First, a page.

I was able to export my old electronic logbook as a comma-separated value (CSV) file. Next I downloaded a trial version of LogTen Pro and began The Great Import Experiment. It took a bit of massaging of the CSV file to get things right (just a few mass search/replace commands in TextEdit) and then I was ready to import. LogTen Pro makes importing data easy by providing a field-driven selection process that allows you to map fields from your CSV file to the LogTen Pro fields. After about 25 minutes of experimenting, it was clear that importing all my old electronic data into LogTen Pro on my MacBook would be successful. So I purchased a license on-line, entered the key I received by email, and I was ready to import my old data.
I spent about 4 hours over the next three or four days entering the data from my paper logbook and correcting some errors I found in the data I had imported. While this sounds like a lot of work, it actually took far less time than entering the information in the old PC-based logbook I had been using. In the process, I became very familiar with LogTen Pro's user interface. Most of what I saw I liked, though I do have a few minor complaints.
One issue was that I specified "Instructor" as my user profile and LogTen made the inconvenient assumption that all my flight time was dual instruction given. That was easy enough to get around as was adding some custom fields that I need to track (hours of instrument and multi-engine instruction given, for example).
There are several features that make LogTen Pro powerful and easy to use. You can configure all the aircraft types that you fly and as an instructor, I fly a bunch. LogTen Pro also remembers each aircraft and has an auto-complete feature that makes it easy to enter registration numbers. Once you've told it what aircraft type is associated with a particular registration number, the aircraft class, category, and type are automatically filled in when you enter a flight. While this might not be as important to folks who fly just one type of aircraft, it's a huge time-saver for me.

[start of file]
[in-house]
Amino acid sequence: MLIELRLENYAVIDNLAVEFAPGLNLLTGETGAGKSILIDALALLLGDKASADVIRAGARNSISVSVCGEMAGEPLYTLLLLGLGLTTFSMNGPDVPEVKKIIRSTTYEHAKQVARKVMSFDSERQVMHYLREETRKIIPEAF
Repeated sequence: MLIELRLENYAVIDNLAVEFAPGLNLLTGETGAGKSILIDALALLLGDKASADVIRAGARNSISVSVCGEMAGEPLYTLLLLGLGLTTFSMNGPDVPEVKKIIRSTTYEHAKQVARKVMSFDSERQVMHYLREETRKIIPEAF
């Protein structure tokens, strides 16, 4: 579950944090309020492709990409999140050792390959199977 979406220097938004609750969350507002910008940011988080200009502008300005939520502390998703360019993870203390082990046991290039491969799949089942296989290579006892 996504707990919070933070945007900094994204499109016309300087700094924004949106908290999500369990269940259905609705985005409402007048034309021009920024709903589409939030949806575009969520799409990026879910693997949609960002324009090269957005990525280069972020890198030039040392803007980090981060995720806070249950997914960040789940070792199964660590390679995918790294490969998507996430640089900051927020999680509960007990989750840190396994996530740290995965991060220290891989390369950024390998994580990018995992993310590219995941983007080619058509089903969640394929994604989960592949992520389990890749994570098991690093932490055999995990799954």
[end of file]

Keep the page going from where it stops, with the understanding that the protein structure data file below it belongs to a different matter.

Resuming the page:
You can also print out your logbook in a variety of popular formats, such as the one used by the venerable Jeppesen Professional Pilot Logbook.
If you are a professional pilot, you can enter the time you reported for duty so that LogTen Pro and LogTen Mobile can track your duty limits for the day, week, month, and year. There are too many features to describe here and while you might not need all of them, I've found that LogTen Pro contains all the bells and whistles I need.
After getting my LogTen Pro logbook in order, I was ready to commit to LogTen Mobile on my iPhone. I'll write about my impressions of LogTen Mobile in a separate post. Suffice to say that I've used both products for several weeks with favorable results. I'm able to use those few minutes of idle time throughout the day to enter my flight times and that sure beats forgetting to enter my times electronic form and having to spend hours to get up to date. In fact, I've yet to enter any new flights in my paper logbook. Right now, all my new flights are logged in electronic format. And of course I do back-ups on a regular basis.
If LogTen Pro interests you, just click here to download a trial version or to purchase LogTen Pro.